SEARCH AND REUNION
The decision to search is not an easy one for many adopted adults and their parents by birth. “What if they don’t want to know me?” “What if I don’t like what I find?” adoptees wonder. Birth parents may ask themselves, “What if he doesn’t know he/she was adopted?” or “Do I have the right to interfere in his/her life?” These are all natural questions. After all, in an adoption search we are seeking answers about ourselves, our heritage, or our children. None of this is to be entered into lightly. What we find may change our lives forever. Most people do find answers to some of their questions and these answers may bring them a sense of peace.
Preparing to Search
Before embarking on an adoption search, the CYPCC suggests that you educate yourself about the process and the emotions you may (unexpectedly) encounter. We would suggest you seek the support from a therapist or counsellor who has experience with search and reunion. This professional support as well as the support from other persons who have searched may prove invaluable to you. Nothing can replace the support and advice that adopted adults and birth parents can share with you. No one else really understands what it is like to be missing vital information about yourself or to have surrendered a child to adoption. There support groups located all across the country. There are also online support groups whose members can provide invaluable advice and support.
How to Search
This section outlines the provincial laws regulating adoption disclosure. Each province in Canada has a different set of laws that regulate how adopted adults and their birth parents may reconnect. Adoption disclosure laws differ by province/territory across Canada. To find the laws that govern the province in which you were adopted / surrendered a child to adoption, please click on the links below.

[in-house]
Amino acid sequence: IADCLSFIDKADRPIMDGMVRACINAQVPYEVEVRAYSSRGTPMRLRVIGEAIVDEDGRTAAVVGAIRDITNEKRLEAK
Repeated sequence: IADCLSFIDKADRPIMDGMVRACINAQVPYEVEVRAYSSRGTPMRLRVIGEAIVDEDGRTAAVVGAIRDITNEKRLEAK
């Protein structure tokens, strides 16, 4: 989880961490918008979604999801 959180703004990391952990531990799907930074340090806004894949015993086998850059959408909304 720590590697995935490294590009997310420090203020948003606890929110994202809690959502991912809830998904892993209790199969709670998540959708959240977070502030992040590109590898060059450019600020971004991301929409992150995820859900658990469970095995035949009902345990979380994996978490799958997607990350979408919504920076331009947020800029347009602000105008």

For help understanding your provincial adoption law, contact the CYPCC office or a local support group. Local groups can also provide you with tips on how to conduct a discrete and respectful adoption search and with contact information for experienced adoption searchers in your area.
Often reunion brings with it unexpected emotions. Adoptees mourn the family and identity they lost. Birth parents who surrendered a child to adoption often revisit the feelings of loss they experienced at the time of the adoption. All of this can be very challenging to deal with emotionally. Local support groups are filled with people who have experienced adoption reunion and are happy to help you work through what you are feeling. They can also direct you to an adoption competent therapist in your area.
Reading books about adoption reunion and the effects of adoption on adoptees and their parents by birth may also be helpful.
Canadian Children's Rights Council - Finding your birth parents- ADOPTION RECORDS
Parent Finders Canada
Adoption Support Kinship
Origins Canada Tips for a Successful Reunion
Facebook Free Canada Adoption Family Search and Reunion
International Soundex Reunion Registry
Adoption Book List: Search and Reunion